How Do You Motivate Yourself to Study Thai?

What is Your Motivation to Study Thai?

This article was originally posted on

  • Get your FREE Thailand Cheat Sheet ​by entering your email below. The ​Sheet, based on ​our experience with living and working in ​Thailand for 10+ years, shows you how to ​save time and money and ​gives you the tools the thrive in Thailand.

Are some languages seriously harder than others… or…

According to the graphic below, for English speakers Thai is in the medium range of difficulties at 44 weeks. The hardest languages to learn are double that at 88 weeks. And apparently it takes a mere 23-24 weeks to learn Italian.

But seriously, I believe they have the graph all wrong.

MOTIVATION should be in huge letters at the top of their factor list. Because without motivation, the other talking points don’t mean a thing – and the 23-24, 44, and 88 week estimates turn into unattainable dreams.

So, what do you do when you run out of steam to study Thai? How do you revive your language learning passion?

Do you listen to Thai music?
Which singers, which songs?
Do you watch Thai movies?
Which actors, what movies?
Do you (gasp) watch Thai tv?
Which programs?


And while I’m at it… what is YOUR motivation for learning Thai?

23 thoughts on “How Do You Motivate Yourself to Study Thai?”

  1. Hi Rick. Good suggestions! I’m also a huge fan of Kristy Gibson. She’s talented, comes across as a genuinely kind person, and lovely to look at to boot.

  2. I try to keep motivated by finding new ways of learning. For example, I used to do translations of VOA Thai podcasts, which were all very worthy subjects with plenty of solid vocabulary.

    When that began to flag, I switched to reading the celeb gossip in Khao Sot which is totally different style and gives me back that novelty feeling.

    And of course there is the radio (94.5FM in Bangkok) for listening to luuk thung, which I like, all the way from the serial depression of Mike Piromporn to the gritty regionalism of Jintara Poonlap and the powerful voice of Kristy Gibson (yes, really).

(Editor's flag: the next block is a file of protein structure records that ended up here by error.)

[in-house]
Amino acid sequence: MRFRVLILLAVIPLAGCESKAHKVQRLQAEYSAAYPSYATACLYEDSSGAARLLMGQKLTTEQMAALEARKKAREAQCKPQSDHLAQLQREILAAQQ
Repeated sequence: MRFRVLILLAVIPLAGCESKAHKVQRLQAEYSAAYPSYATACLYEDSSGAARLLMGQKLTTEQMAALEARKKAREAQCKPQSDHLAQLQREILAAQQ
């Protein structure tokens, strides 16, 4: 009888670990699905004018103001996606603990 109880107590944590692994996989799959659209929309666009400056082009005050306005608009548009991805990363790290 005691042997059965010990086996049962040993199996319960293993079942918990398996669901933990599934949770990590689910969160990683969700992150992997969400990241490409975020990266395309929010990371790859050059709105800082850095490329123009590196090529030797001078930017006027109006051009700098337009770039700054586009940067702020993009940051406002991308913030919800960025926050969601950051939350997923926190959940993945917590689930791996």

There’s always a new avenue to stimulate your learning.

  3. Great find. I really like the graphics. Ah, but anyway, yeah, motivation. Just go outside, anytime you wish you could communicate better is my motivation.

    My family too. And understanding my students. Humor is important to me. When I can understand their jokes I feel Tops! 😉

    I wrote about this (sort of) which I will attach here: Learning Thai “ah-ha” Moment. So for me the big thing is learning Thai through my passion which is writing (reading will come!). My tutor has remarked how much better I am too so I know this is working!

  4. Snap, guilt is a very good reason 😀 And now that you mention it, some of their other numbers look suspicious too. I’ll have to contact them to see what’s up.

    Keith, I know people who managed it in a year so 7+ is a bit ott. And I’m thinking that you need to include all the hours you spend practicing, doing homework, and even just absorbing the sounds of Thai (ok, maybe only half marks for those). It all adds up. Hope. Hope. Hope.

  5. PS. There are nearly 300 living languages in China. Some are so different that our Chinese tour guide couldn’t understand a word that our Chinese oarswomen was saying/singing.

    If they are referring to Mandarin as Chinese, a survey (of 500,000 people in China) completed a few years ago, revealed that just over half can communicate (at least) orally in Mandarin.

    The population of China at the moment is around 1.33 billion, so let’s accept that the figure of 1.2 billion is a little old…it still don’t add up!

  6. The figures worry me. 1110 lesson hours! I have 3 one hour lessons a week, that’s 7.4 (ish) years to become reasonably competant in Thai! Now that is demotivating!

  7. What keeps me motivated? Guilt, and fear of forgetting what I’ve learnt!

    Youtube lessons, online forums and Thai Movies with subtitles are three of my most used resources. However, with the latter, I’m never quite sure about the accuracy of the translation.

    I’m kind of surprised Vietnamese doesn’t get a mention in the medium or hard category.

  8. Hey Josh, I have western Jazz (I play it when the man isn’t around). Mushy girly stuff? 😀 Nah (amongst others) I like the old-fashioned music. I go for the sultry types, with meaningful crooning.

  9. Hi Catherine,

    1110 hours in 44 weeks is nearly 4 hours a day, 7 days a week. Who on earth has that sort of time; no wonder my Thai is stalled.

    To answer your questions:

    I like traditional (orchestral) Thai music but it is very hard to find. I have a few Loso CDs but don’t listen to them much now and I have the ubiquitous Carabao CDs and DVDs but whenever I play them a fight breaks out outside our hose. So music wise it is my Western favourites, but also Teresa Teng ) who died in Thailand so that counts, doesn’t it.

    I do watch Thai movies but have to buy DVDs as we don’t get movie channels on our TV, (I don’t think we have, I am frightened to scan through all the channels in case I happen upon a screaming woman in a Thai soap or the ‘ta-da’ drum roll at the end of a ‘comedy’ show’s punchline – which has cost us a few TVs in the past). But I don’t usually watch them again which I do for some Western movies. But nearly all our movie DVDs have Thai subtitles, should I switch them on. I like the ghost movies like Shutter; (which is all of them I think except the kick boxing ones, the other category).